Saturday, 31 December 2016

Ingress: Tips for the Sojourner

This is the sojourners medal.

It’s probably the easiest and hardest medal to achieve in Ingress. Easy, because all you have to do is to go out there, find a portal, and hack it. Hard, because there are days when the last thing you want to do is go anywhere, whether you are sick, busy, behind schedule, or the weather is more than unpleasant. Those days, where you just ‘don’ wanna’.

The sojourner’s medal is earned by hacking an Ingress portal once a day, on consecutive days, or, as the medal says: “hack a portal within consecutive 24-hour periods”. Here are a few tips on how not to miss a day.

Hack Every Day

Sounds obvious, right? And easy. Just remind yourself of that, the next time you’re making excuses not to go out, whether they’re valid or not. While it only takes 15 days to earn the lowest tier of this medal, it’s going to take almost a year to achieve the highest tier, and that counter resets if you miss a day.

Hack Twice a Day

So, if hacking once a day is going to be so hard, why should you bother trying for twice a day? Because twice a day means you are hacking every 12 hours. It means you can miss the 12-hour period by a few hours and it doesn’t matter. If you miss the 24-hour hack by a few hours, you’ll lose your streak. Hacking twice a day removes that risk, and any stress you might feel about getting out there to hack. Hacking twice a day lets you sleep in, or stay out late and party.

Three Times a Day—or More— is Better

Before work, after work, and lunch, if you’re in an area that allows it. Hacking more is better.

Work it Into a Routine

Go for a walk, hack a portal. Go for a half-hour walk in the morning, and another in the evening. Make it part of your fitness routine. Remember that continuous walking is better for you than stop-start walking, so you can either hack as you go past a portal, and not stop, or you can hack one portal and then put your phone away and focus on your fitness for the next thirty minutes, or keep your phone away until you’re finished and use a slow wander through the portals as part of your cool-down. If you make it a habit, it’s harder to forget.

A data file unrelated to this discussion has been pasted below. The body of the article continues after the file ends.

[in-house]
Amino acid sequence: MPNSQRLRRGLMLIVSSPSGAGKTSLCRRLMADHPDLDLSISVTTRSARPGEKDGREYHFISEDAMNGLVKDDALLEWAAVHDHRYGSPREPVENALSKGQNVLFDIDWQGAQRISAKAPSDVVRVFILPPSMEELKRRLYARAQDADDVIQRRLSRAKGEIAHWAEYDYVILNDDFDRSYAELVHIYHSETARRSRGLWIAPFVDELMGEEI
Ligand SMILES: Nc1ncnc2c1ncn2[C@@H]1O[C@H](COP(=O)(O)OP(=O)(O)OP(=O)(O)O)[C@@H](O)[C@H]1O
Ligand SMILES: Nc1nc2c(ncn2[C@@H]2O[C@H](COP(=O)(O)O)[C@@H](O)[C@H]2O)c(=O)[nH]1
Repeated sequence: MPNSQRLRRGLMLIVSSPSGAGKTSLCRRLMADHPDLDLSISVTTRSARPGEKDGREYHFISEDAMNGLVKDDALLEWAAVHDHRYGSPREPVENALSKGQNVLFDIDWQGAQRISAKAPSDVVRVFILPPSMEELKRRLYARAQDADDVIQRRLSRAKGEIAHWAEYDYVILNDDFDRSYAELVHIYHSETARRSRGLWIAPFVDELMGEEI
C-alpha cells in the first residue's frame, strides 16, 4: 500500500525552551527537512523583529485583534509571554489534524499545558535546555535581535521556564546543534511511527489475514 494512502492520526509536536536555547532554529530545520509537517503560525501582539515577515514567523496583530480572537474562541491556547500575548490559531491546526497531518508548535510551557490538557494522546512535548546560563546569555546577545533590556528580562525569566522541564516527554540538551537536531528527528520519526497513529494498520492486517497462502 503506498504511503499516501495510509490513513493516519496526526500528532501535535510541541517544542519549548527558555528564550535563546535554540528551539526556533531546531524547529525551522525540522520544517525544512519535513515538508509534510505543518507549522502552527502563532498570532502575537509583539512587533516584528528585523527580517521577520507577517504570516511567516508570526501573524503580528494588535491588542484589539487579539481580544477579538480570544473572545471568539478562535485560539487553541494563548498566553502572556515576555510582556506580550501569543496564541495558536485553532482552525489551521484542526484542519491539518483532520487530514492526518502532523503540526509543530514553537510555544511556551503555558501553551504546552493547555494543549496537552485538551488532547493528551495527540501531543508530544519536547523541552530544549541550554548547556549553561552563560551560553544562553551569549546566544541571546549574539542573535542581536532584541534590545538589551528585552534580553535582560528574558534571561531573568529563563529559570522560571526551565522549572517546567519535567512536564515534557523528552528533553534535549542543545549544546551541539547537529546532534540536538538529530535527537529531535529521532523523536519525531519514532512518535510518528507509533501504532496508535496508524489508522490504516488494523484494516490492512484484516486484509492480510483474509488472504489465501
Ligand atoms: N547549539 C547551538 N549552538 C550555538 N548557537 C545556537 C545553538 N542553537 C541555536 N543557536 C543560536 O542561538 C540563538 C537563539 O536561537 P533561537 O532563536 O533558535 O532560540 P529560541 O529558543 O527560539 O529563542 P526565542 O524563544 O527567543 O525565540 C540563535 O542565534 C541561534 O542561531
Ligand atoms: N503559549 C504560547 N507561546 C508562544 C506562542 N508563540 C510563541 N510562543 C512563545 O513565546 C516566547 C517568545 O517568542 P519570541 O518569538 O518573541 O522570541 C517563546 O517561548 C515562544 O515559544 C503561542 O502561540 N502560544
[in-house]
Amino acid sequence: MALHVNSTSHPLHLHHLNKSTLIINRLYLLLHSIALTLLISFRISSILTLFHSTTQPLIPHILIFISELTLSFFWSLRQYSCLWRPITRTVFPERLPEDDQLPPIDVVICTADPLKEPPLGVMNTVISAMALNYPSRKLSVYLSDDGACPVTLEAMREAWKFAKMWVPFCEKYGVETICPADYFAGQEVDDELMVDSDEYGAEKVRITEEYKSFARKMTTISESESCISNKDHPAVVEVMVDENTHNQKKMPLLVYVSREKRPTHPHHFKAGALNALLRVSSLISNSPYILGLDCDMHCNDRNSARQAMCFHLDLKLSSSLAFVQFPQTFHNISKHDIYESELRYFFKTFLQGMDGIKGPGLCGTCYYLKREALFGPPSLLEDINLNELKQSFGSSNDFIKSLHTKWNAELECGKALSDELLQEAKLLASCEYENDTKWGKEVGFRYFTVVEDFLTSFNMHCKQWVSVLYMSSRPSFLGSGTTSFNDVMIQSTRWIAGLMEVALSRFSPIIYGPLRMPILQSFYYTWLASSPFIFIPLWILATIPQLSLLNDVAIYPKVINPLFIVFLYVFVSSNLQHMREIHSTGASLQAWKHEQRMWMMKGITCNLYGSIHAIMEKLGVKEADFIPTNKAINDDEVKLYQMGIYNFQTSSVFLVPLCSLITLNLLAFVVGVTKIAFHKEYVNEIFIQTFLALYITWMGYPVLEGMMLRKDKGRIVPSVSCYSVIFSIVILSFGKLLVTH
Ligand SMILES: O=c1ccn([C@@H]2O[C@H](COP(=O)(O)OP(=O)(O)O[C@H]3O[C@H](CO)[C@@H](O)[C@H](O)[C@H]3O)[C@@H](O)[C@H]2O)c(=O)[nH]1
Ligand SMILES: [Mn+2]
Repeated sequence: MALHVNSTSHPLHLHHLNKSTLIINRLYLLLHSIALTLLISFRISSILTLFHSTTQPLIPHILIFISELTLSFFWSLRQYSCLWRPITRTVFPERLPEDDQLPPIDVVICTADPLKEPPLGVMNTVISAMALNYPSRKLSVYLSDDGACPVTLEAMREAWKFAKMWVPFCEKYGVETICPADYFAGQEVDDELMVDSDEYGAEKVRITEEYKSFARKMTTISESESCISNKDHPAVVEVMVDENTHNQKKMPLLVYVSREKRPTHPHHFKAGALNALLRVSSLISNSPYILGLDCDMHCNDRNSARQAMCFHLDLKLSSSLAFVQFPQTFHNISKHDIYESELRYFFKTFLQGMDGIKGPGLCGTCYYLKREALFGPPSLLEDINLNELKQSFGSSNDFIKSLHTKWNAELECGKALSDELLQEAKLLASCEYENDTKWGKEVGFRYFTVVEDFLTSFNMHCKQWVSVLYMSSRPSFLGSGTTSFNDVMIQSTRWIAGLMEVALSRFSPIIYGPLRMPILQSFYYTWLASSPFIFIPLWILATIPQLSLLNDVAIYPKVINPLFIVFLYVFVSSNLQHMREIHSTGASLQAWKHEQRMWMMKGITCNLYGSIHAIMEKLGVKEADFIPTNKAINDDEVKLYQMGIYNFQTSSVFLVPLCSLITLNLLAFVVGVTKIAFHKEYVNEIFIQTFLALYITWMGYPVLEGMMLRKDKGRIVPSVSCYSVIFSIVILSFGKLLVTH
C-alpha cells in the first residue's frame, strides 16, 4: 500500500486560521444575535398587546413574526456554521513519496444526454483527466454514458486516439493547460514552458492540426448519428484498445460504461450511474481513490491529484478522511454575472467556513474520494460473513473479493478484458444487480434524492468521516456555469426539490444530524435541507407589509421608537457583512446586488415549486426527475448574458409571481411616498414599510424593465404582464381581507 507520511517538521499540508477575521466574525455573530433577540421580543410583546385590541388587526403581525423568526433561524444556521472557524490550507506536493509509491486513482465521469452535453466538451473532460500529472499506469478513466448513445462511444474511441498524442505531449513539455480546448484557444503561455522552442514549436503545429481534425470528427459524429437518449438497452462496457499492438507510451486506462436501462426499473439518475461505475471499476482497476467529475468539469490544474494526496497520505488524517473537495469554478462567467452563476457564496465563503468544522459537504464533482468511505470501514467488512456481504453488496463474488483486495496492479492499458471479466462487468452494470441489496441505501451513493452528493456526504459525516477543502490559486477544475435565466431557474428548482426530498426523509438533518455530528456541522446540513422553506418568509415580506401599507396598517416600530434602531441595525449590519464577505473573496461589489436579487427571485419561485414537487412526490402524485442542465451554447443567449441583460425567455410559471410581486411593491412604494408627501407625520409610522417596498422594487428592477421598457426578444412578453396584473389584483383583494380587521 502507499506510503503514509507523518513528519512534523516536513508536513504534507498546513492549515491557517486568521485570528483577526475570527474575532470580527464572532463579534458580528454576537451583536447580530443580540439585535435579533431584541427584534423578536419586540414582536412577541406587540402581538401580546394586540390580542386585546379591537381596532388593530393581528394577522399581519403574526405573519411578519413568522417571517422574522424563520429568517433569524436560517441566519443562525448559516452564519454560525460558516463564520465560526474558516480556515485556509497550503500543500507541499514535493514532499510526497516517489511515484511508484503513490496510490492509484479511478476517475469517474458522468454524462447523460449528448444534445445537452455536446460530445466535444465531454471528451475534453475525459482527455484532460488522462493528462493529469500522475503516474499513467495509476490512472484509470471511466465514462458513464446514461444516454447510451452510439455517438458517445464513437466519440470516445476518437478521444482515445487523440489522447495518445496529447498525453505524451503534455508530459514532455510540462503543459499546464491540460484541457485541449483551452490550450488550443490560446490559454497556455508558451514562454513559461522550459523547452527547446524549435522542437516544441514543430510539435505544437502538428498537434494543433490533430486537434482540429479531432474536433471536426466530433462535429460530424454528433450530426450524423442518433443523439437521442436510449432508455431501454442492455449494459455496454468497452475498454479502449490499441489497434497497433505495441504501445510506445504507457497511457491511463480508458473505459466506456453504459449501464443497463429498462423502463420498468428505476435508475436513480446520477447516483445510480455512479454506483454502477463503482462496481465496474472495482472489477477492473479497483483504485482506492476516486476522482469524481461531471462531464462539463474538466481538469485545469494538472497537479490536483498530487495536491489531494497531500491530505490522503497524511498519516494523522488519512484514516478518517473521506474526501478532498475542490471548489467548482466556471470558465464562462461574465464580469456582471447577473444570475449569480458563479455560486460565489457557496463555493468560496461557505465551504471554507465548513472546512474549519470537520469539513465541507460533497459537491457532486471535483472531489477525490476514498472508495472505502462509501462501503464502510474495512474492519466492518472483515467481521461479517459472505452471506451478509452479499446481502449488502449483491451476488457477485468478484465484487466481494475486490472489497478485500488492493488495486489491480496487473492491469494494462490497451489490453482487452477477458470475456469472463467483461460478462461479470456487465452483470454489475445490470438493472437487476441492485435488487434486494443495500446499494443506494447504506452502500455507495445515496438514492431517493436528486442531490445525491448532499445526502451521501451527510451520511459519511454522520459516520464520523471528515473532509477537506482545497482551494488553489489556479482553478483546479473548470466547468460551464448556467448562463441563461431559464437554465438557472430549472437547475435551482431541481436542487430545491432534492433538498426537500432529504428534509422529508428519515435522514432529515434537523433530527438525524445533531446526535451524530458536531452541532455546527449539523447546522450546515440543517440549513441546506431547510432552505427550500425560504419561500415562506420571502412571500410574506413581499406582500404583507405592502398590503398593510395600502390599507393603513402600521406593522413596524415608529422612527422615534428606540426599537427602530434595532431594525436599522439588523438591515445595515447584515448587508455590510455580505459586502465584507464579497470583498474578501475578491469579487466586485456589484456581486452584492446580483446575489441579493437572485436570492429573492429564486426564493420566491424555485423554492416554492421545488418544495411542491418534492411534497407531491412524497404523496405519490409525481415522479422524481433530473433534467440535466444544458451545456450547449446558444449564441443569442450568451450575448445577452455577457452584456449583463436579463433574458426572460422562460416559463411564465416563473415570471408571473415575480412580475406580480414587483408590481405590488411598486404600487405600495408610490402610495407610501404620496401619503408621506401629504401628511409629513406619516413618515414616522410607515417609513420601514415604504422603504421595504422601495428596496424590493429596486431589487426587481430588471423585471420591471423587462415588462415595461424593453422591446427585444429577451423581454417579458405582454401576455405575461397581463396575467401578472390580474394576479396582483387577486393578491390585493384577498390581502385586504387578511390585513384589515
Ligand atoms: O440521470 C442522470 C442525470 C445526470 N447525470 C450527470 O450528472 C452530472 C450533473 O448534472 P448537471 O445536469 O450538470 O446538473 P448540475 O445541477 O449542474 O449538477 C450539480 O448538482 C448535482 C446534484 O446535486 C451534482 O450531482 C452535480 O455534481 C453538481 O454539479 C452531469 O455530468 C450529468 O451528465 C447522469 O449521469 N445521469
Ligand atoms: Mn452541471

And that’s pretty much all I’ve got. If you can think of another way to make sure you do that daily hack, let me know in the comments below.

Friday, 30 December 2016

Writing Life: The Writing

To be a writer, you have to write. You have to write regularly. And you have to finish what you write.

To be earning a living from your work, you have to publish your work and have it available for sale—and even that might not be enough.

The only advice I have on this, is find time to write every day, but don’t kick yourself when life happens. After that, I would say decide what you want to publish and when, and look at what you are working on. If you don’t write short fiction, then a fortnightly schedule might be a bit unrealistic. If you can’t write more than a thousand words a day, then expecting to release a 100,000-word novel each quarter is probably too much.

Look at what you want to achieve, and then break it down into the time-frame you want to achieve it in, but keep your capabilities and real-life demands in mind. Build in a little bit of flexibility, days for being sick, family holiday, time for fitness. I call this ‘fudge time’, and I don’t mean the chocolate. I mean time for things to be fudged up so that you can recover from them and stay on schedule.

Don’t build in too much, though, or there’s a chance you’ll write less than you could, and life’s unexpectedness will affect you anyway. Just keep your expectations real—which is harder than it looks, as any of you will know from following this blog. Be prepared to adjust your expectations of yourself to the reality of your capabilities. And forgive yourself when you set the target too high, and need to adjust. Learn to accept yourself for who you are, and not an ideal you can’t achieve.

Also, there are days when the story won’t cooperate, when you need to research, when finding the words is like mining Tassie granite, when you write 209 words in three hours instead of the usual three or four thousand. There are days when you’ll have a new idea pop into your head that needs to be written down before you can keep going on the old one, and days when you just have to work on something else.

Let yourself do these things BUT set yourself a minimum, so you stay on track for the publication date. Decide on a focus project, and work on that FIRST. Have two documents open if you must. Switch between them as the muse demands, but work on that main project each and every day. You cannot finish anything in a decent timeframe without keeping it consistently on track. How you do that is up to you.


Sunday, 25 December 2016

PDF for GIMP Cover Creation

Free - just like the program.

Here is a very basic run-through of what I learned about building a cover using GIMP.

I hope it helps.